But real clothes never made it. Deborah Nadulman Landis, founding director of the David K. Copley Center for Costume Design at the University of California, Los Angeles, said the Oscars were awarded for art until 1949 and costume designers were unable to provide their own branch. membership within the academy until 2013
“I think it was institutionalized sexism,” Landis said. “Our field was considered women’s work and treated with disrespect.” Landis has been a member of the academy since 1988. Her costume credits include “Raiders of the Lost Ark” (you can thank her for Indy’s fedora and jacket) and Coming to America, for which she was nominated for an Oscar.
Some costumes and props from the early decades of Hollywood have survived only because electricians, make-up artists and other behind-the-scenes workers have taken items home (or thrown them out of the trash) and handed them over as family heirlooms. In some cases, studios cut old costumes to use as floor rags. Reynolds launched his collection in 1970, when Metro-Goldwyn-Mayer sold the content of seven sound scenes; she emptied her bank accounts to buy hundreds of items, including Elizabeth Taylor’s pink and yellow racing silk from National Velvet and the plaid clothing of Leslie Caron’s Gigi schoolgirl, complete with a woolen cloak and straw hat.
“Debbie sat on my couch and cried when she had to sell,” Landis said, recalling the first of Reynolds’ three auctions in 2011 and 2014. “The academy didn’t buy anything. It was a tragedy. “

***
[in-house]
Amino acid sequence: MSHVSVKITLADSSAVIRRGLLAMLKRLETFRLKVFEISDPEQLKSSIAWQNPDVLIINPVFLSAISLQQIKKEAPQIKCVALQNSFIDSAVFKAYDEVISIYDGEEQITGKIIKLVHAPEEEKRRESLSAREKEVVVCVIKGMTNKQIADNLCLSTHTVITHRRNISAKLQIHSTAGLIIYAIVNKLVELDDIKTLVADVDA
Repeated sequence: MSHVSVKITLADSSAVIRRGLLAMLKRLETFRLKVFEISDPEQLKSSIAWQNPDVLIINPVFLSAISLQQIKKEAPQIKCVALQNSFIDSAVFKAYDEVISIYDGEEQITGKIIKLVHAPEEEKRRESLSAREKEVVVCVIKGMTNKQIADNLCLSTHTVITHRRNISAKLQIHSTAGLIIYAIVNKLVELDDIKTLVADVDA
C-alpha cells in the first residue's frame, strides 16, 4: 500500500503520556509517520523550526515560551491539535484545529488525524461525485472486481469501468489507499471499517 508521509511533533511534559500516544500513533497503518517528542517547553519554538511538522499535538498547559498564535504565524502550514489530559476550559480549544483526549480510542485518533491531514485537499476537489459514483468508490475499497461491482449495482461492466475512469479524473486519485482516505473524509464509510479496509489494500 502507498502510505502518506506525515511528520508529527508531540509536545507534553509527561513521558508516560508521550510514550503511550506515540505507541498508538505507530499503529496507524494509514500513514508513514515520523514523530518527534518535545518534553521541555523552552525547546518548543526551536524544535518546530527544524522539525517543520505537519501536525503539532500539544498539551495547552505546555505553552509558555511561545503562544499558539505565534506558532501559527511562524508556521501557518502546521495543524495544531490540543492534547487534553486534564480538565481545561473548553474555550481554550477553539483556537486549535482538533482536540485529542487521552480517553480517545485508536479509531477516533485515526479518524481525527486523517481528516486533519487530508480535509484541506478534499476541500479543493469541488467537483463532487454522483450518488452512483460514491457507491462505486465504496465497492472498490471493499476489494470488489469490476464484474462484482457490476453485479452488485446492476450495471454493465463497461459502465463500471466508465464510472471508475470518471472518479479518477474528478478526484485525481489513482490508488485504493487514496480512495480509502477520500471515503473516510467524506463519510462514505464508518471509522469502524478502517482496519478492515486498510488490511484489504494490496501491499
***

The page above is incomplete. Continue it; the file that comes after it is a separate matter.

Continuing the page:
Kramer noted that the Academy Museum had recently purchased a number of private costumes in private transactions, including Marlene Dietrich’s evening gown from Blonde Venus (1932), Jean Kelly’s sweater and trousers from The American in Paris, and denim and flannel clothing. worn by Cathy Bates in Misery. Leonardo DiCaprio, Steven Spielberg and Terry Semel, the former head of Warner Bros., teamed up in 2012 to buy a pair of ruby slippers from The Wizard of Oz for the museum, which were then aimed at opening in 2017. (Four pairs, size 5, are known to survive.)
And recently, some items were donated in whole or in part to the museum, including Dracula’s nose to Bella Lugosi. (Museum conservators have worked to restore it. The black woolen exterior and purple silk crepe have been torn over the years, probably as a result of changes in humidity.) “It is important for us as a museum to be able to restore and preserve this artifact, especially by knows that much of the material history of the classic horror cycle is lost forever, “said Jessica Nibel, an exhibition curator, in a statement last year.
Designed by Renzo Piano, the Academic Museum, which announced on Friday that it has achieved its pre-opening fundraising goal, hopes to attract more than 800,000 visitors a year. To do this, Kramer must reach out to two dissenting audiences by offering scholarships to academy members (as well as students and film snobs) and sparks to the masses. Suited in the right way, costumes can serve both needs – as Landis demonstrated in 2012 when she curated a Hollywood costume, an exhibition at the Victoria and Albert Museum in London. (Initially, the idea for the exhibition turned to the Los Angeles County Museum of Art and was handed over.)
The New York Times called the Hollywood costume “extraordinary” and “intelligent.” The show, which finally reached Los Angeles in 2014 with the help of Kramer, became a blockbuster, ranking as one of the biggest draws in V&A’s 168-year history.
It includes at least eight pieces from Reynolds’ original collection.